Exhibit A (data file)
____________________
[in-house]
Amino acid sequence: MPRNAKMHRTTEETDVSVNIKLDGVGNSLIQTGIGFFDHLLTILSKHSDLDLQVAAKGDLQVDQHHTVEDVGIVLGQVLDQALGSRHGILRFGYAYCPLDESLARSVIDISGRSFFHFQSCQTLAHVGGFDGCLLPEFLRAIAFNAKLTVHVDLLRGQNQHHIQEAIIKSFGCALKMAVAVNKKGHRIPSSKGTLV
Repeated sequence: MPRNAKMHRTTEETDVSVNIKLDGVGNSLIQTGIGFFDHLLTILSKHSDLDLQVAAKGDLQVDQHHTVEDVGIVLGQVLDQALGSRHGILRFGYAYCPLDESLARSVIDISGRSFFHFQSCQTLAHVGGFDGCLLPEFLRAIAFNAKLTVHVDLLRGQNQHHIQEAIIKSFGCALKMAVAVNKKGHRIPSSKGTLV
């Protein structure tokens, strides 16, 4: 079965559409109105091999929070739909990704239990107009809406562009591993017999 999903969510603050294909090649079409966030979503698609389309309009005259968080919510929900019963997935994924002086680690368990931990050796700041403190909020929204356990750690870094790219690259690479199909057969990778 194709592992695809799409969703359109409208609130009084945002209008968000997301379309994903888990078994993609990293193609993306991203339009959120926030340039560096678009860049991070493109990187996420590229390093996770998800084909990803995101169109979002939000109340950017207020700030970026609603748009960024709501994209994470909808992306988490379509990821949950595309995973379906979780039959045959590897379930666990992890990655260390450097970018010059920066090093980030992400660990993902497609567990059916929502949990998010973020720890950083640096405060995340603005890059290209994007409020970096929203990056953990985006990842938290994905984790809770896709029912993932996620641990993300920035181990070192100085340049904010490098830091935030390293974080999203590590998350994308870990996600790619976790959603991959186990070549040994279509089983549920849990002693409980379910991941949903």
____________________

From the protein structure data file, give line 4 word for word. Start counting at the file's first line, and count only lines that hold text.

């Protein structure tokens, strides 16, 4: 079965559409109105091999929070739909990704239990107009809406562009591993017999 999903969510603050294909090649079409966030979503698609389309309009005259968080919510929900019963997935994924002086680690368990931990050796700041403190909020929204356990750690870094790219690259690479199909057969990778 194709592992695809799409969703359109409208609130009084945002209008968000997301379309994903888990078994993609990293193609993306991203339009959120926030340039560096678009860049991070493109990187996420590229390093996770998800084909990803995101169109979002939000109340950017207020700030970026609603748009960024709501994209994470909808992306988490379509990821949950595309995973379906979780039959045959590897379930666990992890990655260390450097970018010059920066090093980030992400660990993902497609567990059916929502949990998010973020720890950083640096405060995340603005890059290209994007409020970096929203990056953990985006990842938290994905984790809770896709029912993932996620641990993300920035181990070192100085340049904010490098830091935030390293974080999203590590998350994308870990996600790619976790959603991959186990070549040994279509089983549920849990002693409980379910991941949903």